TCM Classic Film Festival: Kim Novak Battles the Bullies
Kim Novak came to the TCM Classic Film Festival to introduce Bell Book and Candle—but when she arrived at The Egyptian Theatre on Saturday night, she had much more pressing matters on her mind. “I know you’re all here to enjoy the movie—and I love it, it’s one of my favorites,” she began haltingly, one hand clinging to the mike and the other fluttering slightly around her face. “But I want to talk about the elephant in the room.”
We leaned forward, knowing what was coming—and wishing she’d never been trampled by that marauding elephant. Novak was referring to the hate heaped upon her after her Oscar appearance, when virtual torch-wielding mobs attacked her from one end of the internet to the other, both for her looks and her slightly shaky delivery. She said she wanted to stand up to those who had bullied her—and she urged the rest of us to do the same in our own lives.
It’s impossible to see Kim Novak and not be aware of how vulnerable she is. And when she was hit by such vicious blowback, it sent her reeling—at first. “I just wanted to hide under the bedcovers,” she recalled. “But I knew I had a commitment to come here… I realized that it was important for me to address it and I told my husband, I said, ‘I’m gonna talk about it because… I’m gonna make a point that we’ve gotta stand up to these bullies.
“We have to be stronger than they are and say, ‘We’re not gonna take it any more!’” Without ever raising her voice, she was so powerful it gave me chills. Suddenly this truly fragile woman whom a breath might wither was Howard Beale in a flowing turquoise scarf and silk pants suit.
“It’s important to work out, to speak out, and to act out. Because if we keep it inside, it’s going to fester and that’s when you have problems,” she added, stretching her arms out to the audience gathered around her. “It’s healthy if you let it out. Don’t keep it inside. You can’t do that.”
Then she smiled and laughed a little, maybe a bit taken aback by the force of her own words. She turned to TCM host Robert Osborne—who clearly adores her and was hovering so protectively he almost knocked over the small table between them—and said, “We can talk about the fun things in the movie, and it was so rewarding, so great… but thanks. Thanks.”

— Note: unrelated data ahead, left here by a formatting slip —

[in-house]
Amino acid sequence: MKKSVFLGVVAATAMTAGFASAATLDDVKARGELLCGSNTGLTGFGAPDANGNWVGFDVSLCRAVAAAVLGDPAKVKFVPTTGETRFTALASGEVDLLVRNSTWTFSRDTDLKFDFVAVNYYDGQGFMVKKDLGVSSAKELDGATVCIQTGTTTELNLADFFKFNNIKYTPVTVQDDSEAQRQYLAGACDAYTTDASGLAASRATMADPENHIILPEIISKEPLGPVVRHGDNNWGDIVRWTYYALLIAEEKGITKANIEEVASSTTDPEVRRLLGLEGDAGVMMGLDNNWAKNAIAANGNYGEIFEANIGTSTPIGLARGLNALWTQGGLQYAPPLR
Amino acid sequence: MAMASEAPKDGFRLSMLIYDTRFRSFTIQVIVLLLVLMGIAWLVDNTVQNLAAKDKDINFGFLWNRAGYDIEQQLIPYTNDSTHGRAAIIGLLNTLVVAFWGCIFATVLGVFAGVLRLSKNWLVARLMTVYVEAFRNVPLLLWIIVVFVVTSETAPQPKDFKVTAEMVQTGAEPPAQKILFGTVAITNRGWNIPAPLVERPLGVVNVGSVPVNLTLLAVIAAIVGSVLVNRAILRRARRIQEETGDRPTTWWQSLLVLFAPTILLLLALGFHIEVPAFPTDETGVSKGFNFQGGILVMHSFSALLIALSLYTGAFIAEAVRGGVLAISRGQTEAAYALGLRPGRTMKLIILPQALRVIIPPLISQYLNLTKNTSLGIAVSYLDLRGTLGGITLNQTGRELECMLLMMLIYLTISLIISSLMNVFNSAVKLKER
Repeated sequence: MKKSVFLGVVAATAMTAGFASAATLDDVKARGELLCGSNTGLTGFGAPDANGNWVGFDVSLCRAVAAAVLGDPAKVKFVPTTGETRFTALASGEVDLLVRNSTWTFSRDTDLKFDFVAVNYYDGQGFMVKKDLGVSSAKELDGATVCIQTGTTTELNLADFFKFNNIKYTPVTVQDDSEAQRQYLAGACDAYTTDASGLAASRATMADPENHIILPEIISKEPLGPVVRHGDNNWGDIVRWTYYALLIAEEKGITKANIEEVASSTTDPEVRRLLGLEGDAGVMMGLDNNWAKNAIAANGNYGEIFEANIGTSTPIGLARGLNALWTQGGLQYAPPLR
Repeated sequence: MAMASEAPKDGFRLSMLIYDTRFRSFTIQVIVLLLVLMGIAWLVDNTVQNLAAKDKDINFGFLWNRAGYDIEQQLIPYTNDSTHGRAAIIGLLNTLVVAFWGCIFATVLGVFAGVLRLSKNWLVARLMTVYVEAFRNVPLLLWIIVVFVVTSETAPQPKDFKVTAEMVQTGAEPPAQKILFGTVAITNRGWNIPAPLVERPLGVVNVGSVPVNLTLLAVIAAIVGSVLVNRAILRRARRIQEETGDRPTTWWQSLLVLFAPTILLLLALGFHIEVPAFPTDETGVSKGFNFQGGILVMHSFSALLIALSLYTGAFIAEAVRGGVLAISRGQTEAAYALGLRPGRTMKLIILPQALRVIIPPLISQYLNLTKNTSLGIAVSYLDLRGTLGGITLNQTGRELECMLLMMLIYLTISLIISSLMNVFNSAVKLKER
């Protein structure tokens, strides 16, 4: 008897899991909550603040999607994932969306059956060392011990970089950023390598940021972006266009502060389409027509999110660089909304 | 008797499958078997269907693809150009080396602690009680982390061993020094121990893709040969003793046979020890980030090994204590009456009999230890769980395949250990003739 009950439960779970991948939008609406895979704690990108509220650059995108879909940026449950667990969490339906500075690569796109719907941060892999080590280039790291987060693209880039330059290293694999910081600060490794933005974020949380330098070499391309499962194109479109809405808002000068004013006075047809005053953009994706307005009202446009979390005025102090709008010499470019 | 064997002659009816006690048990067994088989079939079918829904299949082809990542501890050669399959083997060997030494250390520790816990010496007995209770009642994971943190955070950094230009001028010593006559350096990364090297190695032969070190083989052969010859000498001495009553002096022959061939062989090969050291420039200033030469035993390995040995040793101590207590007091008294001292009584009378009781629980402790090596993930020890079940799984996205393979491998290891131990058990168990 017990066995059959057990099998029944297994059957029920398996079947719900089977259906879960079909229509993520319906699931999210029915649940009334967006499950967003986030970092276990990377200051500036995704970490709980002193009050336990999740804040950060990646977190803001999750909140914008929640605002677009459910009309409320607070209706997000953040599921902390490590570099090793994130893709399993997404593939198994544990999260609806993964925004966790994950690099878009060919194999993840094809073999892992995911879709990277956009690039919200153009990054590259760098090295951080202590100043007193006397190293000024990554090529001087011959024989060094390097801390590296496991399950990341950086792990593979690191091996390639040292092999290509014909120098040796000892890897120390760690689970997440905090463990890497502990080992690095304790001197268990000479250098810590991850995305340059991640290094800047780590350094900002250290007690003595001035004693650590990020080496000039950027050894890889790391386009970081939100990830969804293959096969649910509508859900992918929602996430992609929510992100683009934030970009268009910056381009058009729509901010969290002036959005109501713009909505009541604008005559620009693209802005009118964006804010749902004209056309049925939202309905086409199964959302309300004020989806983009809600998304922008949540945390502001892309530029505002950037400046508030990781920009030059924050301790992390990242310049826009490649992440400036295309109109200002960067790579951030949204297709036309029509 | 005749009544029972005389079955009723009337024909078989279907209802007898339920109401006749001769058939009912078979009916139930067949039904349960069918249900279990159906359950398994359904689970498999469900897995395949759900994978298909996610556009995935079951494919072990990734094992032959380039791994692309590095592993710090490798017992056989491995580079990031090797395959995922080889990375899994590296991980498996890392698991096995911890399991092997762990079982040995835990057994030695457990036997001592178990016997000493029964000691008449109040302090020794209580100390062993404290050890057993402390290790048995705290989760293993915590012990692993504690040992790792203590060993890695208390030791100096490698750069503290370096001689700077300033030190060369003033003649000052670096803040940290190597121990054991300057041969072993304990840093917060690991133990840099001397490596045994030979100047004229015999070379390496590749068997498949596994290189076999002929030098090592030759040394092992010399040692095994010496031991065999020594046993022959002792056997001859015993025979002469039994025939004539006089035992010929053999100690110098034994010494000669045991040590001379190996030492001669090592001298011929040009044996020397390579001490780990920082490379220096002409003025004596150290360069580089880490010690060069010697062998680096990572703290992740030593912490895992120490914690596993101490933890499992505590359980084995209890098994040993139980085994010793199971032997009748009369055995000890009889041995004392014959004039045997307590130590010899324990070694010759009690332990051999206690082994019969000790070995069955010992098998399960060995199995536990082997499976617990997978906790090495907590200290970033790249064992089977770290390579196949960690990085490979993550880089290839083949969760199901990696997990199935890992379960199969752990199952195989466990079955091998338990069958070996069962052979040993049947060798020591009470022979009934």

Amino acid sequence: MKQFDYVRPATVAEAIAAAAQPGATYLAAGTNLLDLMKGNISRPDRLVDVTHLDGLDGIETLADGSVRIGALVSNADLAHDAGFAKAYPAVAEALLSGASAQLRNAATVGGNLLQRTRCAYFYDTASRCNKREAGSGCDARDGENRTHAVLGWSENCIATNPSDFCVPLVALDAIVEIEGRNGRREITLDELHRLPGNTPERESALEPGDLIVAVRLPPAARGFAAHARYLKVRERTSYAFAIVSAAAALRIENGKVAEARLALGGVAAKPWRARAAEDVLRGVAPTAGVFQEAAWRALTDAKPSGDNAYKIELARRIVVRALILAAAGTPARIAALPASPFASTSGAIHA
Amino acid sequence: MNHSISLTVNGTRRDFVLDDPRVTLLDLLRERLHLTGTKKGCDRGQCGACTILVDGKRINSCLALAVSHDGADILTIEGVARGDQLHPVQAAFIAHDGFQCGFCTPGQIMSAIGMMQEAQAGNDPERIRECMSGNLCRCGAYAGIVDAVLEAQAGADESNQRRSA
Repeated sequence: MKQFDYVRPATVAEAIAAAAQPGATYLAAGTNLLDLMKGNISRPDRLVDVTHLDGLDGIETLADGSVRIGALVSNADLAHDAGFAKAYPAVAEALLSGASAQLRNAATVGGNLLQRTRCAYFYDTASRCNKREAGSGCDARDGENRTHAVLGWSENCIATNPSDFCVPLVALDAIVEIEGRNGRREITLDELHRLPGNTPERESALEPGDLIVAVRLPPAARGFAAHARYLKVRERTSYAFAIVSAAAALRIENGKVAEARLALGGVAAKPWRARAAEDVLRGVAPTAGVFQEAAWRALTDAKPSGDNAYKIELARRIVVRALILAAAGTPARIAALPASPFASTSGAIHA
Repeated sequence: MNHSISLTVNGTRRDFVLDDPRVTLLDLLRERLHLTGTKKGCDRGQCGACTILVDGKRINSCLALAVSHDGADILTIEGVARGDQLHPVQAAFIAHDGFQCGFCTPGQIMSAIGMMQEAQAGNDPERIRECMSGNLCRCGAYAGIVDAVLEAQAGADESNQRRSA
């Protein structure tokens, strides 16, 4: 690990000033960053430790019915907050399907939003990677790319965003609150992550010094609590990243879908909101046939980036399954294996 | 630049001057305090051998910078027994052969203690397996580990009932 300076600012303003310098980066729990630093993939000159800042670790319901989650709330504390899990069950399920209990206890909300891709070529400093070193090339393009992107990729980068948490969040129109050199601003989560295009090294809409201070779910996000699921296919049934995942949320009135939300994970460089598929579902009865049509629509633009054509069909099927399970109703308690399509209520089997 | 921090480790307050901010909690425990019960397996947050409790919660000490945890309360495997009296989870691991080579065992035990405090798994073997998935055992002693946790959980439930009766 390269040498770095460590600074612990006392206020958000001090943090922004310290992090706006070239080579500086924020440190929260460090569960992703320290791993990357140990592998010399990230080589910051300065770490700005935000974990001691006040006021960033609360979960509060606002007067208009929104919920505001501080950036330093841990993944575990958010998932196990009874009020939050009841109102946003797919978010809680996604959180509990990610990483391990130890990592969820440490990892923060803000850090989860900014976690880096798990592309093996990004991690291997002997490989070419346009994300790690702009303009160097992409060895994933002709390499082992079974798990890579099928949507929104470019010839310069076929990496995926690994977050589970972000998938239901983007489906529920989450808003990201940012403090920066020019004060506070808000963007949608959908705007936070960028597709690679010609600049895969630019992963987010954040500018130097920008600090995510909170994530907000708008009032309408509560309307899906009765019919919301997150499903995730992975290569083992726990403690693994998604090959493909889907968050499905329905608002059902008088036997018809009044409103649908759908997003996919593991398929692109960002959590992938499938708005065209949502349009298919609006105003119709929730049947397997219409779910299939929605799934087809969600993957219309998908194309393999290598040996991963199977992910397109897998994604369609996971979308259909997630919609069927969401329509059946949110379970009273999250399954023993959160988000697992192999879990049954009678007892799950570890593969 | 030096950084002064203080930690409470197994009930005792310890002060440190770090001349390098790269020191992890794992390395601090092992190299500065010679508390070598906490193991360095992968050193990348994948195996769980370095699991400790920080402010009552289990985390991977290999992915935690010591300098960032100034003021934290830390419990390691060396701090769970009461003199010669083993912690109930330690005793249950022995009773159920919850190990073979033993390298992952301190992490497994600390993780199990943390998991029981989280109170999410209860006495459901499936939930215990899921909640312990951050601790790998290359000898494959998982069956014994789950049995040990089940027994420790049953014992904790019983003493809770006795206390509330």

“Well thank you! And it’s what makes you, you!” he reassured her.
“The thing that I did wrong, and you have to admit when you do something wrong… and I can admit it, it’s like confession, which is good for the soul,” Novak smiled, “and I’m gonna confess it to you guys because I feel like I’m at home with you… but when I went to the Academy Awards, I was dieting, trying to lose a few pounds before I went on, and it’s a hard audience.” (And a thoroughly unappreciative one, which stayed firmly seated when the screen icon took the stage. And let’s not even try to contemplate what kind of crowd would drive a perfectly lovely 81-year-old woman to feel the need to diet.)
“I want to do right by them, in front of them and all, that’s my toughest audience… so what I did, doggone it, is I took a pill before I went there to relax, you know?” she explained as we all nodded. “But I did it on an empty stomach, so when I got there I was kinda like, ah, in a haze, you know? And I shouldn’t have done that. I didn’t take anything bad, but it made me sort of groggy… you know, you do the wrong thing sometimes when you try too hard.
“But you’ve gotta be strong and say that you’re nervous… there’s nothing wrong with being nervous,” Novak continued. “I would have been better off coming out and saying, ‘Gee I feel nervous in front of all you guys and I wanna impress you…’”
At some point I lost track of the standing ovations, whoops and cheers that washed over Kim Novak that night. What I do know is that after the Oscars, I had made up my mind that no matter what was going on opposite her at the Festival—even if they’d resurrected the cast of The Wizard of Oz—I was going to see her and cheer her on. And clearly everyone else in the full house at The Egyptian felt the same way.
On the opening night of the Festival, I had run into her in the Grauman’s Chinese Theater ladies’ lounge. (Where every woman winds up eventually. Because after a giant concession-stand soda, a lady’s nose suddenly gets awfully shiny.) I introduced myself and told her how fabulous she looked (still hoping she had not heard any of the post-Oscar nastiness) and how excited we all were that she was there. She clutched my hand in both of hers and said, “Are you coming on Saturday?” There was genuine fear in her voice, as if she were worried that no one would show up. I pulled out my program with the event circled and said, “Oh yes, at 6:15!!” She seemed so relieved, she was near tears.
Now, after that night at The Egyptian, I keep thinking of something she said as Judy in Vertigo:
“Couldn’t you like me, just me, the way I am?”
Is it okay if we love you instead?